North Korea threatens to sink US aircraft carrier

It comes after a US carrier group was ordered to head towards the Korean peninsula

North Korea threatens to sink US aircraft carrier

a submarine missile is paraded across Kim Il Sung Square | Image: PA images

North Korea has warned it's prepared to sink an American aircraft carrier, as Japanese navy vessels joined a US armada for routine exercises in the western Pacific.

Tensions continue to rise between North Korea and the US as Kim Jong-Un continues his missile testing. 

President Trump recently warned North Korea it has "gotta behave" as the US agreed to the early deployment of a missile defense system in the region.

Meanwhile, Trump previously said that the US carrier was heading towards North Korea last week, when in fact, the ships were conducting exercises in the Indian Ocean. 

The USS Carl Vinson carrier strike group has since been ordered to head towards the Korean Peninsula as tensions rose over Pyongyang's nuclear and missile ambitions.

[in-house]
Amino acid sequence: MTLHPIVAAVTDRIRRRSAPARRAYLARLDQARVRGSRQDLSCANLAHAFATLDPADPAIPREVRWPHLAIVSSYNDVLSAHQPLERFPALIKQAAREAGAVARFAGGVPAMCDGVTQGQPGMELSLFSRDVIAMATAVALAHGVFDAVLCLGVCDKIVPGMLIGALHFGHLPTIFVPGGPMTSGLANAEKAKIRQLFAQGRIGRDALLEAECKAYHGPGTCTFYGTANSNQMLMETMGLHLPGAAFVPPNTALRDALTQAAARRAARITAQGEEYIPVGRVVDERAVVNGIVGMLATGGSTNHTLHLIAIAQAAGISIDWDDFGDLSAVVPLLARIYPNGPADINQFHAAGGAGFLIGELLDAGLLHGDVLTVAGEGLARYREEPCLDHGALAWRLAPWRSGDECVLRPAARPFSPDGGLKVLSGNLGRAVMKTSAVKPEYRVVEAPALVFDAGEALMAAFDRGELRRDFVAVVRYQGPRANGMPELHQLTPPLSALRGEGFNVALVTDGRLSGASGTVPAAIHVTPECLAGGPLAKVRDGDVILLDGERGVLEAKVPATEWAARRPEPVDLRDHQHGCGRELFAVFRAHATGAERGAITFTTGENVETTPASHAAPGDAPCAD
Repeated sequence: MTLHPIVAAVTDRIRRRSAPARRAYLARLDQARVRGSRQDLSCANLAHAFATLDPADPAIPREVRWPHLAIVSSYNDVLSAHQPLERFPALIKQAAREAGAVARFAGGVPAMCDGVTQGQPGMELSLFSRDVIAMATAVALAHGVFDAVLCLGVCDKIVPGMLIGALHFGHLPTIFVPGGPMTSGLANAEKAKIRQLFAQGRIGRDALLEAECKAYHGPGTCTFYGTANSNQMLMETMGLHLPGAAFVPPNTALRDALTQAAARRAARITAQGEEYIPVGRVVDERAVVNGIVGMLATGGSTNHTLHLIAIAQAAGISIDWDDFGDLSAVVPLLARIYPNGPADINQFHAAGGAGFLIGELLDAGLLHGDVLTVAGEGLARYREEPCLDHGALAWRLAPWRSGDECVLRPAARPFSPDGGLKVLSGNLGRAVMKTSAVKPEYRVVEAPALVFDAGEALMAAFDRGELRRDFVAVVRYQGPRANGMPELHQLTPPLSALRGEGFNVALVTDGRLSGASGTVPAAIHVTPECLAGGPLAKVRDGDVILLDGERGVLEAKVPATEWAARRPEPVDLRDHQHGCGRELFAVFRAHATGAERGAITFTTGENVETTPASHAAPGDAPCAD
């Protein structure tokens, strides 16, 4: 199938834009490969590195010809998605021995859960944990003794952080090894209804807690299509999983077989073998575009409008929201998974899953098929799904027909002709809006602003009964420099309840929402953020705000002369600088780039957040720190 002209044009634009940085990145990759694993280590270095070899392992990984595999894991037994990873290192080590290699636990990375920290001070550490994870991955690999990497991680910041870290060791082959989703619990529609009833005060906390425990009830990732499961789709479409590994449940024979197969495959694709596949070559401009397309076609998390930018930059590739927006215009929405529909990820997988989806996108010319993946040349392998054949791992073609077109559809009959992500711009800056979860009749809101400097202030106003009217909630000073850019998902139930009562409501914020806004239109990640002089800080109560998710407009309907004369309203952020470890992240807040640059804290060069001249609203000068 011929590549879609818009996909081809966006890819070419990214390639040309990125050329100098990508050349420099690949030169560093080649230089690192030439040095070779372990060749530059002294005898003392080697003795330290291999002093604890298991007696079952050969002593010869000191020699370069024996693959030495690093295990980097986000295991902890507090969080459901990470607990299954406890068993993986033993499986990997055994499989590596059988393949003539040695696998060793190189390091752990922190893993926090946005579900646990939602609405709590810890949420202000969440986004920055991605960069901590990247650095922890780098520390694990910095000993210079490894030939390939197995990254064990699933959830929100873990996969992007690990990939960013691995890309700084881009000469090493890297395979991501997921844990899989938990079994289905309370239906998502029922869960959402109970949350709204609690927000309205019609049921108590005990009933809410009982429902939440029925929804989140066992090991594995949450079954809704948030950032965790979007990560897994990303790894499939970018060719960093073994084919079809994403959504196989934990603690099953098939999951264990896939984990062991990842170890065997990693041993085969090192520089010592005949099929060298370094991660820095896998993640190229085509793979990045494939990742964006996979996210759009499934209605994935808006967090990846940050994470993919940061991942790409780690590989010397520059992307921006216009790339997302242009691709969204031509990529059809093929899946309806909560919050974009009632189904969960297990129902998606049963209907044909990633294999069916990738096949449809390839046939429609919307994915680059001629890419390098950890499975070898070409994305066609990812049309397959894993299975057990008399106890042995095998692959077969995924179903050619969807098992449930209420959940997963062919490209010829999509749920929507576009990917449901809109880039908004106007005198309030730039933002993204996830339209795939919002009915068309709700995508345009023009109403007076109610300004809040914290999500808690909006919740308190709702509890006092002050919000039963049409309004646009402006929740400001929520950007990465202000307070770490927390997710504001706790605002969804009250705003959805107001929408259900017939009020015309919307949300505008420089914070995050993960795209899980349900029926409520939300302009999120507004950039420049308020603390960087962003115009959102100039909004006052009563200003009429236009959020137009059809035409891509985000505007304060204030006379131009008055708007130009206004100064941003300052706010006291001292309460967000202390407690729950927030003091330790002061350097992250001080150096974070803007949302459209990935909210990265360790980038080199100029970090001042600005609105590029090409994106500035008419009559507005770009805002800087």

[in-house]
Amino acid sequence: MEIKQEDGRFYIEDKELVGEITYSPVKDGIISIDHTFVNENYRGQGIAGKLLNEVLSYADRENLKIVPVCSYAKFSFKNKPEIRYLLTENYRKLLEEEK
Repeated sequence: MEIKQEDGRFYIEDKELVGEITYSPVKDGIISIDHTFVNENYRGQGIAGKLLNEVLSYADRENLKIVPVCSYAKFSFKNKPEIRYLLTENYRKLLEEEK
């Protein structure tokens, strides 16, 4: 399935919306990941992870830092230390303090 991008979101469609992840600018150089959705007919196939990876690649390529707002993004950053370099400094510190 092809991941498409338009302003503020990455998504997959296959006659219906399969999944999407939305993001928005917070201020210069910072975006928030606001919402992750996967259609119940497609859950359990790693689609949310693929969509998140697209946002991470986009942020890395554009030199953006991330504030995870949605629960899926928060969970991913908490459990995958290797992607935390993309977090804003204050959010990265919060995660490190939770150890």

US vice-president Mike Pence said it should arrive "within days" after it carried out a short training exercise with Australian forces.

Rodong Sinmun, the newspaper of the North's ruling Workers' Party, responded saying "Our revolutionary forces are combat-ready to sink a US nuclear powered aircraft carrier with a single strike."

It later added that the strike would be "an actual example to show our military's force" and called the aircraft carrier a "gross animal".

Joint exercise 

Two Japanese Maritime Self-Defense Force destroyers left Sasebo port in southern Japan on Friday to join the USS Carl Vinson strike group, which also includes a guided-missile cruiser and a guided-missile destroyer.

The joint exercises, which have been described as "routine" by Tokyo, were expected to last up to several days.

Pyongyang warned it will respond to any US aggression and has threatened to lay waste to South Korea and Japan.

North Korea has also threatened a nuclear strike on Canberra after urging Australia to think twice before "blindly and zealously toeing the US line".

A North Korean foreign ministry spokesman said after Mr Pence's visit to Australia that "If Australia persists in following the US' moves to isolate and stifle North Korea... this will be a suicidal act."

Additional reporting from IRN.